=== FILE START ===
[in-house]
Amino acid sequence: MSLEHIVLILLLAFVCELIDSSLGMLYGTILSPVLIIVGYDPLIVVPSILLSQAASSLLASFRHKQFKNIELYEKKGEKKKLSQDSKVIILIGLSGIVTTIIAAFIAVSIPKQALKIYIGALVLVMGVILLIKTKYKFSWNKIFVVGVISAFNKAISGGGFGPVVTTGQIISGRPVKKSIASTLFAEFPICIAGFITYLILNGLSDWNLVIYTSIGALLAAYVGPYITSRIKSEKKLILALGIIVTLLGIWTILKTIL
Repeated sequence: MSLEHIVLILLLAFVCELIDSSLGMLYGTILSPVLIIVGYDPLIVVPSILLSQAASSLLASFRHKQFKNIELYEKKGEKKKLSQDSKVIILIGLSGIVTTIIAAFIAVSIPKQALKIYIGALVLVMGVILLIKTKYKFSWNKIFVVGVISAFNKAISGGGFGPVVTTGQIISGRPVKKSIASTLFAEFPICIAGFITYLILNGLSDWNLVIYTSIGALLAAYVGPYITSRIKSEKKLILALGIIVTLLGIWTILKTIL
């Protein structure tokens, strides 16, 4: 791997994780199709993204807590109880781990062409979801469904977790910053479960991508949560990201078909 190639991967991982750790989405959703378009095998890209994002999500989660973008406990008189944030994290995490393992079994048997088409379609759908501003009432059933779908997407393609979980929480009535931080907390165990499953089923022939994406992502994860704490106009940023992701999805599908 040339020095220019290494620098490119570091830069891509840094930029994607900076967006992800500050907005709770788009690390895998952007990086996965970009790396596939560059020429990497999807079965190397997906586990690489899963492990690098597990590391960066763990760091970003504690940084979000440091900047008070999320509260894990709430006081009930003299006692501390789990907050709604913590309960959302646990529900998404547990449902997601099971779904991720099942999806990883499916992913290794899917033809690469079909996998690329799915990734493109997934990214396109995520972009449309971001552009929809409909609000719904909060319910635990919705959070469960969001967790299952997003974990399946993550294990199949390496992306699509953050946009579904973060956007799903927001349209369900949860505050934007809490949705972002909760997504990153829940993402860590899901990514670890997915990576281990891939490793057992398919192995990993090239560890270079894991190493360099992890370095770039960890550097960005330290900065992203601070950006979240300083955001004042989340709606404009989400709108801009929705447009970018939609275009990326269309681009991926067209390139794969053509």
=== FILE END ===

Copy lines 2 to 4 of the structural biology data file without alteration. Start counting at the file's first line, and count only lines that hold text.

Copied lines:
Amino acid sequence: MSLEHIVLILLLAFVCELIDSSLGMLYGTILSPVLIIVGYDPLIVVPSILLSQAASSLLASFRHKQFKNIELYEKKGEKKKLSQDSKVIILIGLSGIVTTIIAAFIAVSIPKQALKIYIGALVLVMGVILLIKTKYKFSWNKIFVVGVISAFNKAISGGGFGPVVTTGQIISGRPVKKSIASTLFAEFPICIAGFITYLILNGLSDWNLVIYTSIGALLAAYVGPYITSRIKSEKKLILALGIIVTLLGIWTILKTIL
Repeated sequence: MSLEHIVLILLLAFVCELIDSSLGMLYGTILSPVLIIVGYDPLIVVPSILLSQAASSLLASFRHKQFKNIELYEKKGEKKKLSQDSKVIILIGLSGIVTTIIAAFIAVSIPKQALKIYIGALVLVMGVILLIKTKYKFSWNKIFVVGVISAFNKAISGGGFGPVVTTGQIISGRPVKKSIASTLFAEFPICIAGFITYLILNGLSDWNLVIYTSIGALLAAYVGPYITSRIKSEKKLILALGIIVTLLGIWTILKTIL
């Protein structure tokens, strides 16, 4: 791997994780199709993204807590109880781990062409979801469904977790910053479960991508949560990201078909 190639991967991982750790989405959703378009095998890209994002999500989660973008406990008189944030994290995490393992079994048997088409379609759908501003009432059933779908997407393609979980929480009535931080907390165990499953089923022939994406992502994860704490106009940023992701999805599908 040339020095220019290494620098490119570091830069891509840094930029994607900076967006992800500050907005709770788009690390895998952007990086996965970009790396596939560059020429990497999807079965190397997906586990690489899963492990690098597990590391960066763990760091970003504690940084979000440091900047008070999320509260894990709430006081009930003299006692501390789990907050709604913590309960959302646990529900998404547990449902997601099971779904991720099942999806990883499916992913290794899917033809690469079909996998690329799915990734493109997934990214396109995520972009449309971001552009929809409909609000719904909060319910635990919705959070469960969001967790299952997003974990399946993550294990199949390496992306699509953050946009579904973060956007799903927001349209369900949860505050934007809490949705972002909760997504990153829940993402860590899901990514670890997915990576281990891939490793057992398919192995990993090239560890270079894991190493360099992890370095770039960890550097960005330290900065992203601070950006979240300083955001004042989340709606404009989400709108801009929705447009970018939609275009990326269309681009991926067209390139794969053509």